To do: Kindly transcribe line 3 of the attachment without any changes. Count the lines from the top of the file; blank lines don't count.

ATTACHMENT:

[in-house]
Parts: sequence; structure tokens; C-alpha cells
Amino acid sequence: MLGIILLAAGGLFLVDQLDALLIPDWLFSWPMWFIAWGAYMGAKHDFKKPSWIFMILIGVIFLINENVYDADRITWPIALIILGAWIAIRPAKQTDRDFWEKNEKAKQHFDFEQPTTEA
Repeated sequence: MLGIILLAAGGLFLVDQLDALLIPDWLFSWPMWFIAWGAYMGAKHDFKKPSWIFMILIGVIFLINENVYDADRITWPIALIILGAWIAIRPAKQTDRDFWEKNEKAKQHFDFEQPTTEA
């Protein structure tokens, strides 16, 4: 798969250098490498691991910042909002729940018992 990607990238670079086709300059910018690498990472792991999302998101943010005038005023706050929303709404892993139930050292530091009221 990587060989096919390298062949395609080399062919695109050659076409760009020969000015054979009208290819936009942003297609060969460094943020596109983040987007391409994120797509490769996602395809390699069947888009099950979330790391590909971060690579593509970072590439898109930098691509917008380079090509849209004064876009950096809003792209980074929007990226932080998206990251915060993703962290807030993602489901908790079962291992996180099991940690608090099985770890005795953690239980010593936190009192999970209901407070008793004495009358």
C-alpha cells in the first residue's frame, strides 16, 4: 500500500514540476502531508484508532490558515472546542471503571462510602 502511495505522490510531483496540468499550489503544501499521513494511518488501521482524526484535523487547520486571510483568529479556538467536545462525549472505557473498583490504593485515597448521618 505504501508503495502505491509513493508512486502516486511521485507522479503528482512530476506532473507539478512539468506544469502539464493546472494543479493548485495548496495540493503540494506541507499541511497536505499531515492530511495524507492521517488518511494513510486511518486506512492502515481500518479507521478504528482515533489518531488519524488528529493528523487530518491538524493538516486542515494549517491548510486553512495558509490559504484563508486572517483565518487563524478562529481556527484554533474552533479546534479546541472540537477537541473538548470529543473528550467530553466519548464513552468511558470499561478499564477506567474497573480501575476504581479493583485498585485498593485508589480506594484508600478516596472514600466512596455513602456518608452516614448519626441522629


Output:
Amino acid sequence: MLGIILLAAGGLFLVDQLDALLIPDWLFSWPMWFIAWGAYMGAKHDFKKPSWIFMILIGVIFLINENVYDADRITWPIALIILGAWIAIRPAKQTDRDFWEKNEKAKQHFDFEQPTTEA